President Obama has proposed a $50 billion “infrastructure bank” to bolster roads, bridges, rail lines and other innovative transportation projects, news services reported.
The plan calls for rebuilding 150,000 miles of road, lay and maintain 4,000 miles of rail track, restore 150 miles of airport runways and advance a next-generation air-traffic control system, the New York Times reported Tuesday.
The White House did not offer a price tag for the full measure or say how many jobs it would create, but if Congress just reauthorized the expired transportation bill, the new measure would cost about $350 billion over the next six years, the Times said.
But Obama wants to “frontload” the plan with an additional $50 billion in initial investment to generate jobs, the paper reported.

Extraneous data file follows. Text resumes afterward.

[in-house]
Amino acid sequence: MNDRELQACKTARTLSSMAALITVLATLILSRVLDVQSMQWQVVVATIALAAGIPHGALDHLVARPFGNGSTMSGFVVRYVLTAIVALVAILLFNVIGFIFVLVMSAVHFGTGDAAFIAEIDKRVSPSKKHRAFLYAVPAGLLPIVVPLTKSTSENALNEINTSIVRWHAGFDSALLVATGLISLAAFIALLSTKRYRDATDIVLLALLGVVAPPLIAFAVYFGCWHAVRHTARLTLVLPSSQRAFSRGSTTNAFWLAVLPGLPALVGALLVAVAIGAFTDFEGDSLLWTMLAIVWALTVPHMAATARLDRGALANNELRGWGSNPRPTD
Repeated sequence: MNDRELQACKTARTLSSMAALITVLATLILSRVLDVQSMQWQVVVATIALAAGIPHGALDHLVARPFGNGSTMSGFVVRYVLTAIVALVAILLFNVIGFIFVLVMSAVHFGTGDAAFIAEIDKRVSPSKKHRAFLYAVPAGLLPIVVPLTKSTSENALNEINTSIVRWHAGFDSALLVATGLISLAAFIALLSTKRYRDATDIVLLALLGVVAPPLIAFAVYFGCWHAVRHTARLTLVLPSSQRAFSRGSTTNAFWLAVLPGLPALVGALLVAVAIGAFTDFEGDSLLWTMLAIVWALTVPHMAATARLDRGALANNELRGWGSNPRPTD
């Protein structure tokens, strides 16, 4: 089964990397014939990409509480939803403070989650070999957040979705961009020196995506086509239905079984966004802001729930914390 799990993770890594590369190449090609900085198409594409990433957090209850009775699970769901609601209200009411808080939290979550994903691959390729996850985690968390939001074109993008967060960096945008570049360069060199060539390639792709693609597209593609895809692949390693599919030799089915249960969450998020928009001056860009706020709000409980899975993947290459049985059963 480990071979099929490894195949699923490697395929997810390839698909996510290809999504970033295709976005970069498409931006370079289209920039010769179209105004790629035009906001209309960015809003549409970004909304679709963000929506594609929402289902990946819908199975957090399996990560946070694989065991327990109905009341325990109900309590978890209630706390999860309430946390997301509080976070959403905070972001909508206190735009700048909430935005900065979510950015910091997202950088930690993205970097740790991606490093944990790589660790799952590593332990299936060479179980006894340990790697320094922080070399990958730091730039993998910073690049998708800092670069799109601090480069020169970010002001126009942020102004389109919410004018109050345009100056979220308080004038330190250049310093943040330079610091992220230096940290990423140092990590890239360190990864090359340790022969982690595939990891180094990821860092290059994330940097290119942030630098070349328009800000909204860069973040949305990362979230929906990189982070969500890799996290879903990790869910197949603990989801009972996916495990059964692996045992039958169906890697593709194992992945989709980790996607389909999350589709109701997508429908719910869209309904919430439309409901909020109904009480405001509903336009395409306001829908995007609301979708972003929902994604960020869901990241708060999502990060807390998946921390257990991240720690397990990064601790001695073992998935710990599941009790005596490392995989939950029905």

The plan also could involve private investors, who would expect a return on their investment, so many of the completed projects would have to charge fees, taxes or tolls, the Times said.
A House Appropriations Committee transportation panel subcommittee rejected Obama’s request for $4 billion to create an infrastructure bank to finance new projects in July, Bloomberg reported.
Last year’s economic stimulus package set $38.6 billion for the Department of Transportation, and so far $18.5 billion has been paid out, Bloomberg said.